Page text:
Sunday, June 25, 2017

A Book of Sea Stories by Cyrus Townsend Brady

"The reason we love the sea . . . is this Homeric spirit of the Ocean Masters that tills the dreams of youth and stirs the memories of old age."




Introduction 

by Cyrus Townsend Brady


MOST of us have passed through a period of life during which we have ardently longed to be, if not actually a rover, a buccaneer, or a pirate, at least and really a sailor!  To run away to sea has been the misdirected ambition of many a youngster, and some lads there are who have realized their desire to their sorrow.  The boy who has not cherished in his heart and exhibited in his actions at sometime or other during his youthful days, a love of ships and salt water, is fit for — well, he is fit for the shore, and that is the worst thing a sailor could say about him!


The virile nations, the strong peoples, are those whose countries border on the sea. They who go down to the great deep in ships are they who master the world.  On the ocean as well as on the mountain top dwells the spirit of freedom.  When men have struggled with each other in the shock of war, or the emulation of peace, when they have matched skill against skill, strength to strength, courage with courage, the higher quality of manhood in each instance has been required upon the sea;  for there the sharp contention has been not only between man and man but between nature and man as well.  A double portion of heroic spirit is needed to meet the double demand.  That is the reason we love the sea. It is this Homeric spirit of the Ocean Masters that tills the dreams of youth and stirs the memories of old age.


In these dreams and memories the veriest boy catches glimpses of the perpetual Titanic struggle of, and on, the deep; dimly discerning in his youthful way, a thousand generations of heroic achievement before, and through which, he begins to be; and he realizes that the ocean affords such a field for the exhibition of every high quality that goes to make a man as may be found nowhere else.  The deck of the ship is the arena upon which he can play a mighty part, and he loves it.  In imagination the boy now discovers a new world, like Columbus and America;  in dreams he opens a vast empire to civilization, like Perry in Japan;  sometimes he fights the battles of the free, like Nelson at Trafalgar;  or he strikes for his own flag on the decks of some gallant Constitution.  If he be a sports man, he may pursue the great fighting sperm-whale, or angle for Jack Sharkee;  if an adventurer, he may seek to pierce the icy barrier of mystery ringed about that polar star by which he guides his ship;  if a trader, he may visit strange lands and seek new markets for his product;  if a missionary, he may carry his gospel of good tidings to dark peoples, ignorant of the meaning of that southern cross which flashes in splendor above them in the midnight heavens, and tell to them the story of the Ruler of the deep.  Wherever men achieve and do, wherever nations grow and prosper, they have a mastery of the sea.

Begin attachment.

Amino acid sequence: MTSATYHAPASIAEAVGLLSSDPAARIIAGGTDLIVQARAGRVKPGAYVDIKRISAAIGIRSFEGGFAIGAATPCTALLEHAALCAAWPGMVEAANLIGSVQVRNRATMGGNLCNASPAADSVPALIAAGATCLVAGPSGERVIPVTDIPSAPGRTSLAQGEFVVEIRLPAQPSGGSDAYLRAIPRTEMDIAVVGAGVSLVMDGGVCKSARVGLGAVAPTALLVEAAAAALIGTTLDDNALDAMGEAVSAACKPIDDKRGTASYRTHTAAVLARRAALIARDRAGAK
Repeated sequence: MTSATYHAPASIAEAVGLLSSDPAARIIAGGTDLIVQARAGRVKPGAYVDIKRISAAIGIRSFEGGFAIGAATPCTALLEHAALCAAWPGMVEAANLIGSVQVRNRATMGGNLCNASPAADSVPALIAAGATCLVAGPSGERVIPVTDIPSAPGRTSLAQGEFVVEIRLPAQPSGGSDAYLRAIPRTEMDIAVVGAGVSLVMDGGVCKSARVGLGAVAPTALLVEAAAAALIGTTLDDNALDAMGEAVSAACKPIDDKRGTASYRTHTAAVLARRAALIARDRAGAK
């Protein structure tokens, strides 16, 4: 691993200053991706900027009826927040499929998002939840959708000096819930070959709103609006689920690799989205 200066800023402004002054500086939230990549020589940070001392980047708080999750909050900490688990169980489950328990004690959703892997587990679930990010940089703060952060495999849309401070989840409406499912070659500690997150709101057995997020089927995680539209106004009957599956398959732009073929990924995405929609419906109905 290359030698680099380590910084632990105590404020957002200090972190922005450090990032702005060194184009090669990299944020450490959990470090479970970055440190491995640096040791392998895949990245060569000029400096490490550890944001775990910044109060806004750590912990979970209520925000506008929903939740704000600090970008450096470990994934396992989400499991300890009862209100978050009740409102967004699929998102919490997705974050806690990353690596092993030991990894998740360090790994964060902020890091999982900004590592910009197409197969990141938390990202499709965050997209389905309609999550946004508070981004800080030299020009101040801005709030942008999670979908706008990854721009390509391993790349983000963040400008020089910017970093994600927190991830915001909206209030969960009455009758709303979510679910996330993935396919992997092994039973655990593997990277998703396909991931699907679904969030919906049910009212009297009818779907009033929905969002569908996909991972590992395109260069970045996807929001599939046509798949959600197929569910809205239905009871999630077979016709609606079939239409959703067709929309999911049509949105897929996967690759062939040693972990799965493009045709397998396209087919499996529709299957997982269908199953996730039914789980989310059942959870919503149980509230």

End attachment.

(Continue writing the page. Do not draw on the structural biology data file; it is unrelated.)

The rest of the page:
In these pages are gathered stories of the heroes of peace, not less kings of the sea than those who have startled the mighty depths with the thunder of their war-ship guns.  The freshness, the freedom of it, the joy and delight, the calm and rest, the strenuous life, the labor and sorrow, the peril and danger, the reward and success, all are here. We turn back some hundred years to go a-cruising with Cleveland.  We hunt the cachelot with Bullen.  Our own Cooper takes us breathless with the romantic Pilot over the dangers of the Devil's Grip.  Under the Antarctic Circle we watch the sea lions play. Here a mighty monster of the hideous depths seems to spread its tentacles across the printed page in a struggle which Victor Hugo immortalizes.  Flame and smoke are those deadliest of perils to ships toward which gentle Jean Ingelow conducts us.  The sudden mutiny, the long cruise in the small boat, the lonely islet affording the shipwrecked a haven, appeal to us in these pages.  We drift through the teeming waters of the Gulf Stream.  Daniel DeFoe, and Melville and Marryat and Cupples and Russell and Kingston, unroll before us the panorama of the ocean.  There are also men great in other fields of letters who have felt the witchery of the sea and tell us what it says to them — Charles Dickens, Pierre Loti, Stevenson, Charles Reade, and Kingsley.  We envy the boy or girl who reads these tales for the first time.  Fain would we again enjoy such a happy privilege.  And our envy deepens when we think of the wide range of literature to which this volume will introduce them. Lucky young people who open such pages for a first glance!

A Book of Sea Stories is free on Google Books on this link here.


Two Free Sea Stories
by Malcolm Torres


If you enjoy a good Sea Story, these two salty tales are free on this link right here.  These stories are free on all eReaders, including Amazon Kindle, Apple iBooks, Barnes & Noble Nook, Smashwords and Kobo:


Malcolm Torres is the author and editor of sea stories and nautical fiction.